HELENA, Mont. (AP) -- A proposed overhaul of Montana's public employee and teacher pension systems has gotten closer to approval in the Legislature after the state Senate advanced a pair of related measures Wednesday.
House Bills 377 and 454 aim to slightly reduce benefits while increasing contributions and were endorsed when some Republicans joined minority Democrats in advancing the plans in 30-20 and 30-19 initial votes.
The measures face a final vote in the Senate and another vote in the House to accept the Senate's changes.
The bills ask both employees and employers to pay more into a system that faces a $4 billion projected shortfall in 30 years. Supporters say the bills will balance the pension systems, bringing stability to state finances and fixing a problem that has hounded lawmakers for years. Opponents, meanwhile, wanted to scrap the plan altogether for new employees.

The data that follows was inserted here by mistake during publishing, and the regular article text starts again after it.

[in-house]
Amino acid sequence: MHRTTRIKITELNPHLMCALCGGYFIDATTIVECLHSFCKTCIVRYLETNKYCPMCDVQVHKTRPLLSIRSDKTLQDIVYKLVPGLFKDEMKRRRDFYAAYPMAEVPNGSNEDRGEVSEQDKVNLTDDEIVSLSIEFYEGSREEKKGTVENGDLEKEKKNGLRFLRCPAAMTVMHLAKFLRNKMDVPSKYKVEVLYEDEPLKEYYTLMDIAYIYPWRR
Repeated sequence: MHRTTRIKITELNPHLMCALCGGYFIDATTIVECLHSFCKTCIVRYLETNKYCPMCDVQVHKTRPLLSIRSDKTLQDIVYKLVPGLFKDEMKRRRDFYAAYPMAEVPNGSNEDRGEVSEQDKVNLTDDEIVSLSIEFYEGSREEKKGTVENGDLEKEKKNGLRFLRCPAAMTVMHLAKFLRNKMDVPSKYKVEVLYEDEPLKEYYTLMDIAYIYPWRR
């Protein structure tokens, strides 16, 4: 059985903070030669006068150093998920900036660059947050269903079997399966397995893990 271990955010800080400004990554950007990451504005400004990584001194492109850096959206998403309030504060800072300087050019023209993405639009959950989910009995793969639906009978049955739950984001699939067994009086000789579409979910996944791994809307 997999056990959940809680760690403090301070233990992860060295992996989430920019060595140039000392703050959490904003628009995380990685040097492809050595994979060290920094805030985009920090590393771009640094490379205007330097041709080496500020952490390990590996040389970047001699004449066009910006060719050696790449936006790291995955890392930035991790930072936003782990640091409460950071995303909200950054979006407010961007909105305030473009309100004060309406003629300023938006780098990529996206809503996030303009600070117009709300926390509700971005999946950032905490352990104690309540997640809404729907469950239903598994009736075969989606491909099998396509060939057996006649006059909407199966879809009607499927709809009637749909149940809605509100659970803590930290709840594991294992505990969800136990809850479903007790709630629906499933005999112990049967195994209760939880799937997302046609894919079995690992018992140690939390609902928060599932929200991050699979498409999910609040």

Some of the money to overhaul the system comes from the state's stream of natural resource revenue.
Both bills are backed by Gov. Steve Bullock.
The Senate's Republican leadership failed in its effort to scuttle the bills. The GOP had come into the session with the hope of getting rid of the pension systems for new employees and replacing it with a defined contribution like a 401(k) retirement savings account common in the private sector.
Republican leaders argue the cost of maintaining the pensions will continue to grow.
Senate Majority Leader Art Wittich, R-Bozeman, said the measures cost the state more than $40 million a year, and he argued that some employees are likely to sue to block portions of the bills that reduce retirement benefits.
State Sen. Eric Moore, R-Miles City, also objected saying, "We are shoveling money into a hole that doesn't have a bottom. It is not sustainable."